As four astronauts began their journey from Earth to the International Space Station on Sunday, an additional crew member made a surprise appearance: a plush Baby Yoda. The toy floated around the cabin of SpaceX’s Crew Dragon spacecraft, named Resilience, after it left Earth’s atmosphere. The Child was visible during a few stretches of NASA’s livestream of the mission, bopping and spinning around like only a Baby Yoda could. While it may just seem like a fun little nod to The Mandalorian, this little guy is actually performing an important job on this mission: He’s a gravity indicator. Once the spacecraft hits zero-G, the soft toy floats around. I’d say that Baby Yoda is absolutely nailing his job. Baby Yoda is a passenger alongside Crew-1 astronauts Victor J. Glover, Michael S. Hopkins, and Shannon Walker of NASA, and Soichi Noguchi of Japan’s JAXA. Their journey to the ISS is usually about 27.5 hours one way, and after reaching the station they’ll stay for six months. (Mashable)


Turkey orders Google to change its online ad strategy

Google is facing yet another fine for allegedly abusing its search ad clout as Turkey’s Competition Board has given Google six months to change its ad strategy after determining that the company abused its internet dominance. Its text ads supposedly skewed results by pushing some companies out of the results unless they made ad money for Google. The online giant is also facing a fine equivalent to $25.6 million as part of the ruling. It has 60 days to appeal the decision, although it wasn’t initially clear if that would happen. We’ve asked Google for comment. This comes two years after Turkey fined Google roughly $12.7 million for supposedly favoring some advertisers over others. (Arab News)


After going through rapid intensification, Iota is now a “catastrophic Category 5 hurricane,” with winds of over 160 mph

The National Hurricane Center (NHC) said yesterday (11/16) that Iota is the 30th named storm this season. It’s also the ninth storm to go through rapid intensification, a phenomenon that scientists say is becoming increasingly likely due to climate change. Iota is expected to cause life-threatening flash flooding and mudslides. Some parts of northern Honduras and northern Nicaragua could see up to 30 inches of rain. The NHC also warned about “large and destructive waves.” The storm will make landfall in an area that was ravaged earlier this month by Eta, a Category 4 hurricane that killed at least 120 people in Central America and Mexico. (National Hurricane Center)


Jetliner hits bear on runway in Southeast Alaska

A Boeing 737 hit a brown bear while landing in Yakutat, Alaska, on Saturday (11/14) evening. Alaska Airlines said that none of the passengers or crew members on board suffered injuries, but the bear died. Airport crew members had cleared the runway about 10 minutes before flight 66 was expected to land, said a public information officer for the state’s Department of Transportation. The crews did not see any signs of wildlife during the check, but as the plane began to slow after landing, the pilots spotted two bears crossing the runway. “The nose gear missed the bears, but the captain felt an impact on the left side after the bears passed under the plane,” a statement from Alaska Airlines said. The Boeing 737-700 struck and killed a brown bear sow, but its cub, thought to be roughly 2 years old, was uninjured. The pilots saw the bear lying about 20 feet off the center of the runway, as the plane taxied to parking just before 6:30 p.m local time, according to Alaska Airlines. None of the passengers or crew members in the plane were injured. It was not immediately clear how many passengers were on the flight. The plane had departed first from Cordova and was scheduled to stop in Juneau next. (Anchorage Daily News)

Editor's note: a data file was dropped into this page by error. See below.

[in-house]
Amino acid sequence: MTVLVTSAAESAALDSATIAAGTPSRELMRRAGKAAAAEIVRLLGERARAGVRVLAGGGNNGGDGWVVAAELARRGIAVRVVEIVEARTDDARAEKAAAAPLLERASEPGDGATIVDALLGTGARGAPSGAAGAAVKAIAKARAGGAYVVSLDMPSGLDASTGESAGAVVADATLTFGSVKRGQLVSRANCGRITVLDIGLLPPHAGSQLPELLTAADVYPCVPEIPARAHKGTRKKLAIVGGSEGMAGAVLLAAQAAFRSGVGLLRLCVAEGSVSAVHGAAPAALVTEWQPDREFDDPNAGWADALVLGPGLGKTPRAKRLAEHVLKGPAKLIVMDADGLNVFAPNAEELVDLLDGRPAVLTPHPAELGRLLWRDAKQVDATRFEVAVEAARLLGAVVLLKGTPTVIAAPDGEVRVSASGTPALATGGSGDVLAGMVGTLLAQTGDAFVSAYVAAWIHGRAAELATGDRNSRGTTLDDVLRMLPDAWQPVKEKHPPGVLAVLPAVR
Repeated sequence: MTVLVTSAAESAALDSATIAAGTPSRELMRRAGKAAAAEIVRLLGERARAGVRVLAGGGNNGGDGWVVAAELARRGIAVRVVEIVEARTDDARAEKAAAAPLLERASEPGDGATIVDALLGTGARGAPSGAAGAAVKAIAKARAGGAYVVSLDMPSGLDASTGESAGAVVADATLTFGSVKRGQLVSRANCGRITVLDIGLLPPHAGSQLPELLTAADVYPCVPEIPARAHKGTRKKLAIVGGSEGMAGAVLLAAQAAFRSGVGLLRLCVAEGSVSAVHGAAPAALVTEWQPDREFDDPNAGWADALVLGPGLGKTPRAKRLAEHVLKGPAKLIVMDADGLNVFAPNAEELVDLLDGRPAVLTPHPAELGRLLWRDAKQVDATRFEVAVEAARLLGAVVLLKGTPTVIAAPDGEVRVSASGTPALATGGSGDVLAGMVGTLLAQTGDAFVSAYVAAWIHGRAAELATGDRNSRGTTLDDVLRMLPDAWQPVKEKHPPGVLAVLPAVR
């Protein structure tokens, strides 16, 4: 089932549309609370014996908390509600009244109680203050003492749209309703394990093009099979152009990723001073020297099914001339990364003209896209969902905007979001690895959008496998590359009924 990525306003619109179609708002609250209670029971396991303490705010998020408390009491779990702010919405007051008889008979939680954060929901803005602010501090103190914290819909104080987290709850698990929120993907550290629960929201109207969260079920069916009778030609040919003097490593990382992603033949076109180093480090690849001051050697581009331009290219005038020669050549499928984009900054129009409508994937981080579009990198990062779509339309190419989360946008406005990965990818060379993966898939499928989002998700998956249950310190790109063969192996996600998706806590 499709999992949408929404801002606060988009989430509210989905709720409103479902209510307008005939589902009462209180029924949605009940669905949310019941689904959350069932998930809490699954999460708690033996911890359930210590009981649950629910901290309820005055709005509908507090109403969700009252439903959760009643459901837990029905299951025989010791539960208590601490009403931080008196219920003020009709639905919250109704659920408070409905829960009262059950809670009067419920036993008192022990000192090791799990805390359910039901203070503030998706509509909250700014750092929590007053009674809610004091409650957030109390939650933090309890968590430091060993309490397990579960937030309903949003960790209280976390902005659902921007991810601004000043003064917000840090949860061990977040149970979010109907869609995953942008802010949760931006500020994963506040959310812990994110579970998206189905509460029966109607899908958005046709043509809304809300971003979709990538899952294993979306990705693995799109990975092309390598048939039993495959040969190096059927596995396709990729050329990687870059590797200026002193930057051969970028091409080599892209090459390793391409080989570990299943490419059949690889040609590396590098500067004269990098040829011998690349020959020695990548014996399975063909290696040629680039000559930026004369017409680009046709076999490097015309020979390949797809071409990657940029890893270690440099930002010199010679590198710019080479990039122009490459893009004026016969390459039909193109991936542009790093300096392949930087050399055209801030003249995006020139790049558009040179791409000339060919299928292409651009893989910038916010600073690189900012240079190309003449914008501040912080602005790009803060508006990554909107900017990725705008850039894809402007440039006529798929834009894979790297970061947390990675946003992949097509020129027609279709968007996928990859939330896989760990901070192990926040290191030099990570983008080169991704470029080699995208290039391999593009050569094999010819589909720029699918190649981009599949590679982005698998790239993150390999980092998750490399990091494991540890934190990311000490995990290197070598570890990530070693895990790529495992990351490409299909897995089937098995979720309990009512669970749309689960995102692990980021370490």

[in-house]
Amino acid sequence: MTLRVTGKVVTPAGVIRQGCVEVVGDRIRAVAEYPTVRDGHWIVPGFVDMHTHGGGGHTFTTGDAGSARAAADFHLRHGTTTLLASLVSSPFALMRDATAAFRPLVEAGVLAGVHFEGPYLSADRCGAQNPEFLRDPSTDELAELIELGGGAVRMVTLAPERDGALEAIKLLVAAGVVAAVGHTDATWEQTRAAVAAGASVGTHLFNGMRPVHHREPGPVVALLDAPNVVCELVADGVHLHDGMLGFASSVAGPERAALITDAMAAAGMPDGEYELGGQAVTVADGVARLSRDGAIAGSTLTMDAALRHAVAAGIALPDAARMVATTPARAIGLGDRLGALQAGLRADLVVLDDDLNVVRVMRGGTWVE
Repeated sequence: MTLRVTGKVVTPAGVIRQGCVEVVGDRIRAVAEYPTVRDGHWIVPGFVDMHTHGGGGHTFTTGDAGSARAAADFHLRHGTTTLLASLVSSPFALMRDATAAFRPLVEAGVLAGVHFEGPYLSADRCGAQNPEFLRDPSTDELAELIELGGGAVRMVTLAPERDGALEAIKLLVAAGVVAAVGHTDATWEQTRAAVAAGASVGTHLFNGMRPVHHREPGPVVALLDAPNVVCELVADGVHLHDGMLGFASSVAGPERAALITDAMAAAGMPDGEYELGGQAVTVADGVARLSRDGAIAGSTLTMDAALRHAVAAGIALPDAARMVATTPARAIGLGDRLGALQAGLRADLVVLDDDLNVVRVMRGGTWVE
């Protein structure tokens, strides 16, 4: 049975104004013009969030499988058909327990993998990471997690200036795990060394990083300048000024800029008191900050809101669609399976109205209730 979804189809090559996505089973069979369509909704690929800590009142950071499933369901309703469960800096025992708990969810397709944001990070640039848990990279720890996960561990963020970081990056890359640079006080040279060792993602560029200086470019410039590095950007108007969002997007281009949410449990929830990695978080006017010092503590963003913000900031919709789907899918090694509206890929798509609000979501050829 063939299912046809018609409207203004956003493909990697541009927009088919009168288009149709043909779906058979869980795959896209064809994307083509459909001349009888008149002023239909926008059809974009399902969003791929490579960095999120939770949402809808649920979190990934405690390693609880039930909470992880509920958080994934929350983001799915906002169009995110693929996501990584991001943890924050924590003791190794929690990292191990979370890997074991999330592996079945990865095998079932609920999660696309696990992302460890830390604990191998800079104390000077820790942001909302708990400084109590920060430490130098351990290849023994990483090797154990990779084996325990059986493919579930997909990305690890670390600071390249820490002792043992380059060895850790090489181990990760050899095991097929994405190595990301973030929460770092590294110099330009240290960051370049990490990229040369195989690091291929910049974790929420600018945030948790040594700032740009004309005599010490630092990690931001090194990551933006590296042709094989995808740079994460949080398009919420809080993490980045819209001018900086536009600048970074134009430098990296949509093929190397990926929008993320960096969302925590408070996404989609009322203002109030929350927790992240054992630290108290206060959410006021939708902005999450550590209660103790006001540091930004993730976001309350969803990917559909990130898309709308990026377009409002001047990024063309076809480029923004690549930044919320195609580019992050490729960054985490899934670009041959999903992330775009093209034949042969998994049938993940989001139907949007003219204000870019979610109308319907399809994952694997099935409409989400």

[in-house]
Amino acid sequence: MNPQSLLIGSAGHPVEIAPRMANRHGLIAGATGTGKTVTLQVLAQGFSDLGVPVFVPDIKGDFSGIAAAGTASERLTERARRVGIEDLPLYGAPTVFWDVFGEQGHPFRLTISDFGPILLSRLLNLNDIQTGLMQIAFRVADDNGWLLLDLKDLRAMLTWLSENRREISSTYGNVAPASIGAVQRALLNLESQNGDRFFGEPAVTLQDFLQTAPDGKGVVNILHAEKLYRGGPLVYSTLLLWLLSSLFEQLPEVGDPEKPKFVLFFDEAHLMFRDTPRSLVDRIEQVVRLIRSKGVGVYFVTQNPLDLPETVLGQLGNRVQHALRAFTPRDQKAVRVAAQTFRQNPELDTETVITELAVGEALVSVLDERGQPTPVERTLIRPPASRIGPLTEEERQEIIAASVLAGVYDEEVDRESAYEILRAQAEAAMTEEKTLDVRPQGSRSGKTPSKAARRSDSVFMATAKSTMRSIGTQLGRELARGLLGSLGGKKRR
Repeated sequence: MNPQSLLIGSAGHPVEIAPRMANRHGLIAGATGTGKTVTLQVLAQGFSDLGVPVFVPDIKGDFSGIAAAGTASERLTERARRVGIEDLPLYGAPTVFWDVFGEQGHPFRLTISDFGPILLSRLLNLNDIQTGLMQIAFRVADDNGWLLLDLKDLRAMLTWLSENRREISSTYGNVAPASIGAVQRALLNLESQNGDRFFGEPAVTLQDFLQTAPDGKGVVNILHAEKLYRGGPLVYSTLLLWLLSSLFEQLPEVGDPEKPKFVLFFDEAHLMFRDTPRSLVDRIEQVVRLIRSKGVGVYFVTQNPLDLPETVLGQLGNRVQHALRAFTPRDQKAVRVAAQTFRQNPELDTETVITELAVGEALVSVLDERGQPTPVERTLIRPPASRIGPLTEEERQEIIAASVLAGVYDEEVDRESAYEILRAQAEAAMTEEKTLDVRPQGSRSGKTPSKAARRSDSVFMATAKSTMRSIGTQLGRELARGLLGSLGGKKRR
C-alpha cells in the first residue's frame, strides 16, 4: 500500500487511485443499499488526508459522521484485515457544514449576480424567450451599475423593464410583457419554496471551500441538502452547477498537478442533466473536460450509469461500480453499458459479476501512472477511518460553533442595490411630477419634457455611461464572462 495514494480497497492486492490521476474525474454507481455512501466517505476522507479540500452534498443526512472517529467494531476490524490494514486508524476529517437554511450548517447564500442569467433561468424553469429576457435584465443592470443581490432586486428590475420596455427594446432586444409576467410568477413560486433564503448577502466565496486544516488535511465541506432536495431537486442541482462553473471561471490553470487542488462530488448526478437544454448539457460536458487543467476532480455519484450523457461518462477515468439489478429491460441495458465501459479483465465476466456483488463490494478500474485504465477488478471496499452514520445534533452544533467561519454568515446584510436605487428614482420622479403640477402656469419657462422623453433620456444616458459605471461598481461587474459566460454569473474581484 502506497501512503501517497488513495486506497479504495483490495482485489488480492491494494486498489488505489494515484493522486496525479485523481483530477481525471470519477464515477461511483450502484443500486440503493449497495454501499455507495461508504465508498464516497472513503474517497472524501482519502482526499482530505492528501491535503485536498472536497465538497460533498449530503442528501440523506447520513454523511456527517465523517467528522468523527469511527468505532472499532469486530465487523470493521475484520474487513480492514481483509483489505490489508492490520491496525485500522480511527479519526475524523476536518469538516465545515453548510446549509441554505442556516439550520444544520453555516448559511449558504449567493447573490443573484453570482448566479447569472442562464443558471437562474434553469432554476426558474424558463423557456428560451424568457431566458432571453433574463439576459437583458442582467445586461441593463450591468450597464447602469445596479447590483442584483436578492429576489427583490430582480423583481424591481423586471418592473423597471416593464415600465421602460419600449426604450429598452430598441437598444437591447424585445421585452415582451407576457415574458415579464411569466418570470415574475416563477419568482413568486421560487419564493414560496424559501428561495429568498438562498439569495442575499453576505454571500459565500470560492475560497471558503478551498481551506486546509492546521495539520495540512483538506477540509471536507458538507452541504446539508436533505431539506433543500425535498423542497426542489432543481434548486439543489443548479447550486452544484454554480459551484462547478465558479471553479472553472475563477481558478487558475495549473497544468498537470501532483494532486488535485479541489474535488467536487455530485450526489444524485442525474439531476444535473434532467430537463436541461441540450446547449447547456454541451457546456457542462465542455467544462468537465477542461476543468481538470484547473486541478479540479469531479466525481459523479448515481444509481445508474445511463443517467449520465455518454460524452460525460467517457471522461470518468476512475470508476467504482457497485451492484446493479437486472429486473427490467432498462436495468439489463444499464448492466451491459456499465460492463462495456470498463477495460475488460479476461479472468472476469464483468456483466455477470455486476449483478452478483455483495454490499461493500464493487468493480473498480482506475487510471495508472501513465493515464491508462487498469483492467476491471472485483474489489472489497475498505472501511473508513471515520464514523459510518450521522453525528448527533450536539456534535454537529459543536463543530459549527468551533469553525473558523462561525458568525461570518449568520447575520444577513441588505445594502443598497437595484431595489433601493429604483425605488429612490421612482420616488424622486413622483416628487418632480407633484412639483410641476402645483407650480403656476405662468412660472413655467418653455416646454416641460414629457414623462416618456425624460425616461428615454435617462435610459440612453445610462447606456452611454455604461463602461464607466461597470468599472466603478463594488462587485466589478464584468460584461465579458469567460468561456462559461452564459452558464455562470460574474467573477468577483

Dog food recalled over salmonella concerns

Albright’s Raw Dog Food, a Fort Wayne, Indiana, company, announced a voluntary recall of 67 cases of Chicken Recipe for Dogs over concerns the product is contaminated with salmonella, according to a recall notice posted to the U.S. Food and Drug Administration’s (FDA) website. “The problem bacteria was revealed after testing conducted by the FDA. The problem was confined to this batch and the company has ceased the distribution of the batch as FDA and the company continue their investigation as to what caused the problem,” the notice reads. At least one animal illness has been reported to date, according to the FDA announcement, though no adverse events in humans have been reported at this time. The affected products were distributed in at least 10 states, including California, Florida, Illinois, Indiana, New Hampshire, New Jersey, Nevada, New York, Pennsylvania and Tennessee. The product “was distributed through retail stores, mail order and direct delivery,” per the announcement. The affected product is packaged in two-pound rolls, with each roll featuring the Lot number C000185 and the “Best By” date of May 19, 2021. (United States Food and Drug Administration)


Asia forms world’s biggest trade bloc

Fifteen Asia-Pacific countries signed the Regional Comprehensive Economic Partnership (RCEP), forming the world’s biggest trade bloc. The deal brings together Southeast Asia, China, Japan, South Korea, Australia and New Zealand, or a third of the world’s population, to lower tariffs and promote trade and investment in the region. First proposed in 2012, the deal is absent India, which withdrew on fears that local industries would be hurt by imports. It also does not include the US, which in 2017 left the Trans-Pacific Partnership, another Asia-focused mega agreement. (Channel News Asia)


Tuesday Gets Vicious With:

  • Baklava Day
  • Entrepreneurship Day (Third Tuesday)
  • Homemade Bread Day
  • Parents Day (Tuesday of National Education Week)
  • Petroleum Day
  • Take A Hike Day
  • Unfriend Day
  • World Prematurity Awareness Day